It came out incidentally that his leave of absence was to expire the day after to-morrow. A Lilliputian pang of disappointment followed this announcement. Already I was sorry to lose him. So soon we begin to make a property of what pleases us.
I was shy, but not awkward. I was flattered by the attention of this amusing, perhaps rather fascinating, young man of the world; and he plainly addressed himself with diligence to amuse and please me. I dare say there was more effort than I fancied in bringing his talk down to my humble level, and interesting me and making me laugh about people whom I had never heard of before, than I then suspected.
Cousin Knollys meanwhile was talking to papa. It was just the conversation that suited a man so silent as habit had made him, for her frolic fluency left him little to supply. It was totally impossible, indeed, even in our taciturn household, that conversation should ever flag while she was among us.
Cousin Knollys and I went into the drawing-room together, leaving the gentlemen—rather ill-assorted, I fear—to entertain one another for a time.
‘Come here, my dear, and sit near me,’ said Lady Knollys, dropping into an easy chair with an energetic little plump, ’and tell me how you and your papa get on. I can remember him quite a cheerful man once, and rather amusing—yes, indeed—and now you see what a bore he is—all by shutting himself up and nursing his whims and fancies. Are those your drawings, dear?’
’Yes, very bad, I’m afraid; but there are a few, better, I think in the portfolio in the cabinet in the hall.’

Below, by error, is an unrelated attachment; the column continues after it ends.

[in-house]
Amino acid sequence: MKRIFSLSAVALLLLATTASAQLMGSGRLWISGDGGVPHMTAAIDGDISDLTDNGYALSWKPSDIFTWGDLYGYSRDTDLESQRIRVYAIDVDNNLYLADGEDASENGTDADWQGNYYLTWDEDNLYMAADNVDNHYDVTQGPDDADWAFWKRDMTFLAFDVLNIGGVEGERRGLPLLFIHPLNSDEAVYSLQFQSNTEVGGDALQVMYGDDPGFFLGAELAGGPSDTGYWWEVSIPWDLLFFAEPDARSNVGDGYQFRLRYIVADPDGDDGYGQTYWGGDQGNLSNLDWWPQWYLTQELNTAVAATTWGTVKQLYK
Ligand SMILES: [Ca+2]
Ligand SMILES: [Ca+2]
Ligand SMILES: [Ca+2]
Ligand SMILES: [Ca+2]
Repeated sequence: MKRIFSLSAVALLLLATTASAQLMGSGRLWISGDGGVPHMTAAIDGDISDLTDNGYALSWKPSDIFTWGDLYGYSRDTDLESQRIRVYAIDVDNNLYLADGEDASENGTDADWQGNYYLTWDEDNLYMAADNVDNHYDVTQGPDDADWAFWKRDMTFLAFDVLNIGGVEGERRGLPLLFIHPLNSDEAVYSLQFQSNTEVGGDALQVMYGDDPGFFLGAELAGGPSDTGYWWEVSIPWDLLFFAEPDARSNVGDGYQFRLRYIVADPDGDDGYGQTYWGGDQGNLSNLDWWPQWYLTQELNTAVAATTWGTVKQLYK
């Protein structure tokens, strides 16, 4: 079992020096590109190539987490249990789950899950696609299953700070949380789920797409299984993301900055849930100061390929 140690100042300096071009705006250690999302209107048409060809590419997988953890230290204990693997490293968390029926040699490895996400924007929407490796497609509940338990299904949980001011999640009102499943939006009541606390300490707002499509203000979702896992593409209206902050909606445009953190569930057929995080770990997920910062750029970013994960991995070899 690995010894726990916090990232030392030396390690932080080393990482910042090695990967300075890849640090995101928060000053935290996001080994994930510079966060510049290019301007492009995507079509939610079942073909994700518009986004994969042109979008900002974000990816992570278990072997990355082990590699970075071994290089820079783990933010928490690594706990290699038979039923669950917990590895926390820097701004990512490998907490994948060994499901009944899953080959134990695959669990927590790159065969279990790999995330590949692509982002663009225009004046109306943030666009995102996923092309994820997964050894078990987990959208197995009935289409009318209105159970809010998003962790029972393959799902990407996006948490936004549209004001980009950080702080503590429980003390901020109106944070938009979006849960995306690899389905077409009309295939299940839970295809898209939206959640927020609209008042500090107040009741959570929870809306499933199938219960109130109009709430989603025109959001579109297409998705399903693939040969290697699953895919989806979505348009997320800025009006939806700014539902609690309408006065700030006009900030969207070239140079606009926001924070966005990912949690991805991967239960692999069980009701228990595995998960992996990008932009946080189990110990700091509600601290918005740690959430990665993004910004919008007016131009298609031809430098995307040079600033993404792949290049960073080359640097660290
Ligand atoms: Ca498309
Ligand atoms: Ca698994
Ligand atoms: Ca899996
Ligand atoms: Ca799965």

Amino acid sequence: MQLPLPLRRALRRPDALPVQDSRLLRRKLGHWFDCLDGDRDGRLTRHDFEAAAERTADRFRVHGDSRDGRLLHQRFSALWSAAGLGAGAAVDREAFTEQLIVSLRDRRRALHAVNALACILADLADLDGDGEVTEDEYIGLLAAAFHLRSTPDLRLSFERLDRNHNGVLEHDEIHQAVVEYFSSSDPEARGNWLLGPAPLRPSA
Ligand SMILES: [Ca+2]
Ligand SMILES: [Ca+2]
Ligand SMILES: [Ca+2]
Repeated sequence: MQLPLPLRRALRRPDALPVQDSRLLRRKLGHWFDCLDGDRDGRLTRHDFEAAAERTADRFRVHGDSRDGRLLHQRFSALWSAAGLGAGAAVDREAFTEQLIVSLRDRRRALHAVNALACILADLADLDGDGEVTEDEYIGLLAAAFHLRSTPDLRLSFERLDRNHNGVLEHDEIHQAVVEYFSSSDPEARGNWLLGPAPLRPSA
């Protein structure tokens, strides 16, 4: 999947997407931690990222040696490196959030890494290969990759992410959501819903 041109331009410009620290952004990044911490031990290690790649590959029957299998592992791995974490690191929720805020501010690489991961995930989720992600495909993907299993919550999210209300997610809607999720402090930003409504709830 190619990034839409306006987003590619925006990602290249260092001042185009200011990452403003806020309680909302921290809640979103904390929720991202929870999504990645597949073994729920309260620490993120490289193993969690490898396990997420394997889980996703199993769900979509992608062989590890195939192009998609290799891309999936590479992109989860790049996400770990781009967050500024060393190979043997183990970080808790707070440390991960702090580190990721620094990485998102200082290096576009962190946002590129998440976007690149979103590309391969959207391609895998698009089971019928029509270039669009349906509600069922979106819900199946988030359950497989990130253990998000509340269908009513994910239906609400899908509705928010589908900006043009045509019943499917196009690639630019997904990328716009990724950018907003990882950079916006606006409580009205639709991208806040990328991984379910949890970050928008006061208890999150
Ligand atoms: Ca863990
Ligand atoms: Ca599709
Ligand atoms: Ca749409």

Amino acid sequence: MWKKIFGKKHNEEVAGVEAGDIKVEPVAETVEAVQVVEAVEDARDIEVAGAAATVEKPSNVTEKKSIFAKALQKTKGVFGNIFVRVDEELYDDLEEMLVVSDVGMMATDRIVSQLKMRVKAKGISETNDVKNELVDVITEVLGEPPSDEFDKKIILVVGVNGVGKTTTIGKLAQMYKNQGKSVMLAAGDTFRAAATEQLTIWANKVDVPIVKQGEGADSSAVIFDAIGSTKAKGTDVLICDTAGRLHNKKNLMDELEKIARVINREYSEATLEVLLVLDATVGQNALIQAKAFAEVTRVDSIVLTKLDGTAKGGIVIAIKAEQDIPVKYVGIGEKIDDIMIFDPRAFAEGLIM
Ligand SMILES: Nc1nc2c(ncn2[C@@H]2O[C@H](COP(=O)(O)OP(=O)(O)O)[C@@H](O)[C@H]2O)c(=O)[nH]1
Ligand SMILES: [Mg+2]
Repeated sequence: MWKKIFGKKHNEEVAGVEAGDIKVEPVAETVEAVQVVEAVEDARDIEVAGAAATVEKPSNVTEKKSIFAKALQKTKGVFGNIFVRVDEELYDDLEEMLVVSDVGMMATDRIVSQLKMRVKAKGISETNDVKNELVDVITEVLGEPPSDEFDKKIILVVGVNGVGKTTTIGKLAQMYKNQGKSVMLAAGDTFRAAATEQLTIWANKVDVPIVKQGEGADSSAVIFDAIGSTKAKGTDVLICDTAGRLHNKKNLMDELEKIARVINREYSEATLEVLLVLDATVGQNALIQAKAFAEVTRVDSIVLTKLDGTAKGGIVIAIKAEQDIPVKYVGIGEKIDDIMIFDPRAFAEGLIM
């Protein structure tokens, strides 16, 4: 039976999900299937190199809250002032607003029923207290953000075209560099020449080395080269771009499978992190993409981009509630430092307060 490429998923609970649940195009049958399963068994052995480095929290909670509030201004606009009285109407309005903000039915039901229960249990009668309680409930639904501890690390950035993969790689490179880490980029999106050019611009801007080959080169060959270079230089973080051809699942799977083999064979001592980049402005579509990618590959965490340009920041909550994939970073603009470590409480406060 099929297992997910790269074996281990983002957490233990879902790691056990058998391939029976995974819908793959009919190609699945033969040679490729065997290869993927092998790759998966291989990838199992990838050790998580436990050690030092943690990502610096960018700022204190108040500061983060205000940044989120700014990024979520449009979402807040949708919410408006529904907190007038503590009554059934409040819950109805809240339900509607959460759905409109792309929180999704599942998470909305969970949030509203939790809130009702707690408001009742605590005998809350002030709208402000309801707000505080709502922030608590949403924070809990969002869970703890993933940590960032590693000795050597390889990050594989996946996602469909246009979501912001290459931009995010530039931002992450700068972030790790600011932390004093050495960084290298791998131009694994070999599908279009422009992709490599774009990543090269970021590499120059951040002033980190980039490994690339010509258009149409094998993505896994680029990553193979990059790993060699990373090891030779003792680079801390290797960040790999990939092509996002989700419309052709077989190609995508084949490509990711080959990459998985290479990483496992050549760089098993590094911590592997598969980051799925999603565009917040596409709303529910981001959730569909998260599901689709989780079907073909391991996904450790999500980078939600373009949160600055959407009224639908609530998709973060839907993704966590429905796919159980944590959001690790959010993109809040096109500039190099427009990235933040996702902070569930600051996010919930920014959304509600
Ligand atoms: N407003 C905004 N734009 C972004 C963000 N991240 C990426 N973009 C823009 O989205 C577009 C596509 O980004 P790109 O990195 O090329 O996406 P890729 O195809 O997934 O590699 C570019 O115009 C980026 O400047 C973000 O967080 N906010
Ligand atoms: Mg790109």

‘They are by no means bad, my dear; and you play, of course?’
‘Yes—that is, a little—pretty well, I hope.’
’I dare say. I must hear you by-and-by. And how does your papa amuse you? You look bewildered, dear. Well, I dare say, amusement is not a frequent word in this house. But you must not turn into a nun, or worse, into a puritan. What is he? A Fifth-Monarchy-man, or something—I forget; tell me the name, my dear.’
‘Papa is a Swedenborgian, I believe.’
’Yes, yes—I forgot the horrid name—a Swedenborgian, that is it. I don’t know exactly what they think, but everyone knows they are a sort of pagans, my dear. He’s not making one of you, dear—is he?’
‘I go to church every Sunday.’
’Well, that’s a mercy; Swedenborgian is such an ugly name, and besides, they are all likely to be damned, my dear, and that’s a serious consideration. I really wish poor Austin had hit on something else; I’d much rather have no religion, and enjoy life while I’m in it, than choose one to worry me here and bedevil me hereafter. But some people, my dear, have a taste for being miserable, and provide, like poor Austin, for its gratification in the next world as well as here. Ha, ha, ha! how grave the little woman looks! Don’t you think me very wicked? You know you do; and very likely you are right. Who makes your dresses, my dear? You are such a figure of fun!’